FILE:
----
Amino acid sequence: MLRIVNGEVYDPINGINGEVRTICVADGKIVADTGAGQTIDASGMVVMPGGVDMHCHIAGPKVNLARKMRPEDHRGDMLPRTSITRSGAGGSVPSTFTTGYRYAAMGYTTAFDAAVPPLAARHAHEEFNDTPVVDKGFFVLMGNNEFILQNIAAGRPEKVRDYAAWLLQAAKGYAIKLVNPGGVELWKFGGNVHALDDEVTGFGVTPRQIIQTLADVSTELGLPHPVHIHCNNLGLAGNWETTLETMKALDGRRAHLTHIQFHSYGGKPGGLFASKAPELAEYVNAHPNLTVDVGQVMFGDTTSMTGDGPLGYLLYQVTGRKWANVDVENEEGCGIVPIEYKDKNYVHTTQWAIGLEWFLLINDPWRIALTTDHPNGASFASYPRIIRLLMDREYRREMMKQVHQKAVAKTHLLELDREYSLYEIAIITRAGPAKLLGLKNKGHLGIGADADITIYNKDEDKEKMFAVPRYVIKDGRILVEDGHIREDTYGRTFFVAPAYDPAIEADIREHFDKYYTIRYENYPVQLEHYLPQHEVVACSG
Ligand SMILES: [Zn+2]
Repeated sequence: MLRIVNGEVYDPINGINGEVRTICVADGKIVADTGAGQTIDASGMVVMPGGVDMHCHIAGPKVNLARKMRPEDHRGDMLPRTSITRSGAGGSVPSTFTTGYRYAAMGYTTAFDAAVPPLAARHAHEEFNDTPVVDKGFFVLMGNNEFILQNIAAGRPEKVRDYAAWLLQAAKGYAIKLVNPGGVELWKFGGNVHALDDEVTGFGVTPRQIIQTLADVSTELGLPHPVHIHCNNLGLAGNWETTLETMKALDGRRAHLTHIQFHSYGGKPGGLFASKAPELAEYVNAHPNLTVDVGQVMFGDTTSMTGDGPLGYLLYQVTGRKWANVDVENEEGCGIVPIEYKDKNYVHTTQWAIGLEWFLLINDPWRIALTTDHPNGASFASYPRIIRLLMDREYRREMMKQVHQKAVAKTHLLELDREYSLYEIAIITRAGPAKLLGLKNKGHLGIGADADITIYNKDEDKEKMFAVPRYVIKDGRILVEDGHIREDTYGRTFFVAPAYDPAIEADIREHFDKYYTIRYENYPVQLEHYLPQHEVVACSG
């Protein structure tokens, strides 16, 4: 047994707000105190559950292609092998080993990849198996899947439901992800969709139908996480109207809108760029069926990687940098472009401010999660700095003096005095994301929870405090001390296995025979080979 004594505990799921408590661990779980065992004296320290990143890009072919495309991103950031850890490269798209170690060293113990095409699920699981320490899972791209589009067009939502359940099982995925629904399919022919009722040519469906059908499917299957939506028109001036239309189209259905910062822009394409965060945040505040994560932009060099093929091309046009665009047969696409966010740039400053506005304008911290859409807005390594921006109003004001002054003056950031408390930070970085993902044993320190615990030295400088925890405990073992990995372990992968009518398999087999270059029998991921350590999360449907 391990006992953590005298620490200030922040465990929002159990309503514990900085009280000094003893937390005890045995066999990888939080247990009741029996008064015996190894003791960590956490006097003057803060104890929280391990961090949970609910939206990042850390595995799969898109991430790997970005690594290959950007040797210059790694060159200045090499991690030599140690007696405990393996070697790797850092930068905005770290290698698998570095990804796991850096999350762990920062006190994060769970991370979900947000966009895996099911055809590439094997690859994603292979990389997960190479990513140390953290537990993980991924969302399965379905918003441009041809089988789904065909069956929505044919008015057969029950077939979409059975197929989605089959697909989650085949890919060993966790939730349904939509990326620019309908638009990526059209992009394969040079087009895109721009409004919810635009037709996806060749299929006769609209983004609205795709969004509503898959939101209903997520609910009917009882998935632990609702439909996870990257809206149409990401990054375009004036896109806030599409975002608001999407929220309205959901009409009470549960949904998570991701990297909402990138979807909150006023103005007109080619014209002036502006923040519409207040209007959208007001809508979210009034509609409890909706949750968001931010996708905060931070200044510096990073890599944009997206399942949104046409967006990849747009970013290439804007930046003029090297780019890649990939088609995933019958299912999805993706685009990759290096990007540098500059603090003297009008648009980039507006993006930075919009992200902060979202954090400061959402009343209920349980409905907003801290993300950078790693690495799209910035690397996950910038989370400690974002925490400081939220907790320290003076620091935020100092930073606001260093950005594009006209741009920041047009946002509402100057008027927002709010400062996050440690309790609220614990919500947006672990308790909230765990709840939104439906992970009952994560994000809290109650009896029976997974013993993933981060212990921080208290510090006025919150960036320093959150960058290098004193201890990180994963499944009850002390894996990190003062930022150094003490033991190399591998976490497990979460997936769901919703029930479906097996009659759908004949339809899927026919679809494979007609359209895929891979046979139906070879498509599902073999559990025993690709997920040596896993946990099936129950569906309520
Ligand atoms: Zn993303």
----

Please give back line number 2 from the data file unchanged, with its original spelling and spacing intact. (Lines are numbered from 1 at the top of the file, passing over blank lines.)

Ligand SMILES: [Zn+2]